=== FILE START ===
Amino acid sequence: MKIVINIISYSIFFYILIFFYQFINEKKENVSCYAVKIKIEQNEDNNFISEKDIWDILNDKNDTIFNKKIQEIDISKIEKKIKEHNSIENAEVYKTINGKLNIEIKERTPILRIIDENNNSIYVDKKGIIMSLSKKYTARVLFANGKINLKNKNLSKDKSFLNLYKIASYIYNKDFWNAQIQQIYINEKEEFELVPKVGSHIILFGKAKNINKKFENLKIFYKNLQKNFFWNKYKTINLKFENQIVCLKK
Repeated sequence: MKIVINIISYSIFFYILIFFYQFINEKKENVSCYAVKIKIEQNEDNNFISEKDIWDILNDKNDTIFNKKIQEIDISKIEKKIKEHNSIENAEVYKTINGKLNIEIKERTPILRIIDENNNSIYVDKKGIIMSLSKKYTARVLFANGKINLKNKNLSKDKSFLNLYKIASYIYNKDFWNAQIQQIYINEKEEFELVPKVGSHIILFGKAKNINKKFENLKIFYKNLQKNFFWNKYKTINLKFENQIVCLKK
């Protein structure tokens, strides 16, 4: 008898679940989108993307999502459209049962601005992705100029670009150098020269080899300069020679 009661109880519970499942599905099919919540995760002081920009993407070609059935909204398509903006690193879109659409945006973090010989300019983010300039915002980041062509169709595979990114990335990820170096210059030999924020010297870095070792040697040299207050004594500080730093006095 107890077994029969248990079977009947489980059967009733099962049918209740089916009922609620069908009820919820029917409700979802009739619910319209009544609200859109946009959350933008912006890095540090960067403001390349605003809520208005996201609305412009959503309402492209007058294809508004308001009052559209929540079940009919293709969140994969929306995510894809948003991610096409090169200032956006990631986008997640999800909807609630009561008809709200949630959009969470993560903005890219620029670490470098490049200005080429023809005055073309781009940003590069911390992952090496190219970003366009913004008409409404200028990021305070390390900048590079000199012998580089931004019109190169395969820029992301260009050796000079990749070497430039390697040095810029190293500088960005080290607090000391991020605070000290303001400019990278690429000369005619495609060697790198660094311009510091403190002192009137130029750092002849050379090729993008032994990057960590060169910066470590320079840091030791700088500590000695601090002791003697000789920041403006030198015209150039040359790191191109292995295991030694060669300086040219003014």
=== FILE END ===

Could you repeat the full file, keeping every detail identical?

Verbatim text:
Amino acid sequence: MKIVINIISYSIFFYILIFFYQFINEKKENVSCYAVKIKIEQNEDNNFISEKDIWDILNDKNDTIFNKKIQEIDISKIEKKIKEHNSIENAEVYKTINGKLNIEIKERTPILRIIDENNNSIYVDKKGIIMSLSKKYTARVLFANGKINLKNKNLSKDKSFLNLYKIASYIYNKDFWNAQIQQIYINEKEEFELVPKVGSHIILFGKAKNINKKFENLKIFYKNLQKNFFWNKYKTINLKFENQIVCLKK
Repeated sequence: MKIVINIISYSIFFYILIFFYQFINEKKENVSCYAVKIKIEQNEDNNFISEKDIWDILNDKNDTIFNKKIQEIDISKIEKKIKEHNSIENAEVYKTINGKLNIEIKERTPILRIIDENNNSIYVDKKGIIMSLSKKYTARVLFANGKINLKNKNLSKDKSFLNLYKIASYIYNKDFWNAQIQQIYINEKEEFELVPKVGSHIILFGKAKNINKKFENLKIFYKNLQKNFFWNKYKTINLKFENQIVCLKK
């Protein structure tokens, strides 16, 4: 008898679940989108993307999502459209049962601005992705100029670009150098020269080899300069020679 009661109880519970499942599905099919919540995760002081920009993407070609059935909204398509903006690193879109659409945006973090010989300019983010300039915002980041062509169709595979990114990335990820170096210059030999924020010297870095070792040697040299207050004594500080730093006095 107890077994029969248990079977009947489980059967009733099962049918209740089916009922609620069908009820919820029917409700979802009739619910319209009544609200859109946009959350933008912006890095540090960067403001390349605003809520208005996201609305412009959503309402492209007058294809508004308001009052559209929540079940009919293709969140994969929306995510894809948003991610096409090169200032956006990631986008997640999800909807609630009561008809709200949630959009969470993560903005890219620029670490470098490049200005080429023809005055073309781009940003590069911390992952090496190219970003366009913004008409409404200028990021305070390390900048590079000199012998580089931004019109190169395969820029992301260009050796000079990749070497430039390697040095810029190293500088960005080290607090000391991020605070000290303001400019990278690429000369005619495609060697790198660094311009510091403190002192009137130029750092002849050379090729993008032994990057960590060169910066470590320079840091030791700088500590000695601090002791003697000789920041403006030198015209150039040359790191191109292995295991030694060669300086040219003014």